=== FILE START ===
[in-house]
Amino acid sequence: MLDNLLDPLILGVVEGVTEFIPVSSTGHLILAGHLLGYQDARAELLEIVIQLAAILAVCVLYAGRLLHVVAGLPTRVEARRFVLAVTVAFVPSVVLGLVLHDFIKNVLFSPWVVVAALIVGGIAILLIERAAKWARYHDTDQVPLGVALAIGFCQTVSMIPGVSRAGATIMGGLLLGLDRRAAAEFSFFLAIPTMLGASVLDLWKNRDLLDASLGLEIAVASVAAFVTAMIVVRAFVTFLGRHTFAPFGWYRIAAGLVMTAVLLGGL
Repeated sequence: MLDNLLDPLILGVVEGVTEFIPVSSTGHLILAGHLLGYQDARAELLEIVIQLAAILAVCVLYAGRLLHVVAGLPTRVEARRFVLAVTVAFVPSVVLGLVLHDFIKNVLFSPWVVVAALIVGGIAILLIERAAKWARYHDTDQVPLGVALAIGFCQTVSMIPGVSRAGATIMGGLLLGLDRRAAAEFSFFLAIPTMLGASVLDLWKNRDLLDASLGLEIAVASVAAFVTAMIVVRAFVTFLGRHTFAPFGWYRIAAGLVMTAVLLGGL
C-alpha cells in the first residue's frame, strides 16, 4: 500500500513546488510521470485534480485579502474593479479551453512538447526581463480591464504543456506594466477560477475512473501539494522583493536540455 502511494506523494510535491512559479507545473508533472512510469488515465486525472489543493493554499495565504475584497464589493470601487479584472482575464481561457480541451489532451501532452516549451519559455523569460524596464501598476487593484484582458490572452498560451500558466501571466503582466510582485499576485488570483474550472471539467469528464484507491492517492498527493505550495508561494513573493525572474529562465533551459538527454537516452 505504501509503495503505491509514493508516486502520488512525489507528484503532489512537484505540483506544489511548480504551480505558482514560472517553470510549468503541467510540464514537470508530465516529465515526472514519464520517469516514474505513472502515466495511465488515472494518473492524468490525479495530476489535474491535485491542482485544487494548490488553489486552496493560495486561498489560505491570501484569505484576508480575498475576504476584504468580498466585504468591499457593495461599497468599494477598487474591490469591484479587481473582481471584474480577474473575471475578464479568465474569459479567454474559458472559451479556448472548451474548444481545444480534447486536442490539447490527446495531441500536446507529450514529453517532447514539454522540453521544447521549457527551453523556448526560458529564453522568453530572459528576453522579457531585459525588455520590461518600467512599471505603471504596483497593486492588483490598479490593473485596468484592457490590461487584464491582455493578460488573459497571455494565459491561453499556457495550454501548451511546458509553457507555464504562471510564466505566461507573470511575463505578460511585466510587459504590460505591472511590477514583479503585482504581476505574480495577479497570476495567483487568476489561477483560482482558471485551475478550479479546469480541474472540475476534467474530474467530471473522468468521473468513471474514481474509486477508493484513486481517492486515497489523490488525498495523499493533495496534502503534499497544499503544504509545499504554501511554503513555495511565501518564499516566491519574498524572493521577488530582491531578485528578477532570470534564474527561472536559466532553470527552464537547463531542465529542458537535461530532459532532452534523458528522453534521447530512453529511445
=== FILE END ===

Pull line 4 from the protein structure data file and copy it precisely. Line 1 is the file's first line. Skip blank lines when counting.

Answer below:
C-alpha cells in the first residue's frame, strides 16, 4: 500500500513546488510521470485534480485579502474593479479551453512538447526581463480591464504543456506594466477560477475512473501539494522583493536540455 502511494506523494510535491512559479507545473508533472512510469488515465486525472489543493493554499495565504475584497464589493470601487479584472482575464481561457480541451489532451501532452516549451519559455523569460524596464501598476487593484484582458490572452498560451500558466501571466503582466510582485499576485488570483474550472471539467469528464484507491492517492498527493505550495508561494513573493525572474529562465533551459538527454537516452 505504501509503495503505491509514493508516486502520488512525489507528484503532489512537484505540483506544489511548480504551480505558482514560472517553470510549468503541467510540464514537470508530465516529465515526472514519464520517469516514474505513472502515466495511465488515472494518473492524468490525479495530476489535474491535485491542482485544487494548490488553489486552496493560495486561498489560505491570501484569505484576508480575498475576504476584504468580498466585504468591499457593495461599497468599494477598487474591490469591484479587481473582481471584474480577474473575471475578464479568465474569459479567454474559458472559451479556448472548451474548444481545444480534447486536442490539447490527446495531441500536446507529450514529453517532447514539454522540453521544447521549457527551453523556448526560458529564453522568453530572459528576453522579457531585459525588455520590461518600467512599471505603471504596483497593486492588483490598479490593473485596468484592457490590461487584464491582455493578460488573459497571455494565459491561453499556457495550454501548451511546458509553457507555464504562471510564466505566461507573470511575463505578460511585466510587459504590460505591472511590477514583479503585482504581476505574480495577479497570476495567483487568476489561477483560482482558471485551475478550479479546469480541474472540475476534467474530474467530471473522468468521473468513471474514481474509486477508493484513486481517492486515497489523490488525498495523499493533495496534502503534499497544499503544504509545499504554501511554503513555495511565501518564499516566491519574498524572493521577488530582491531578485528578477532570470534564474527561472536559466532553470527552464537547463531542465529542458537535461530532459532532452534523458528522453534521447530512453529511445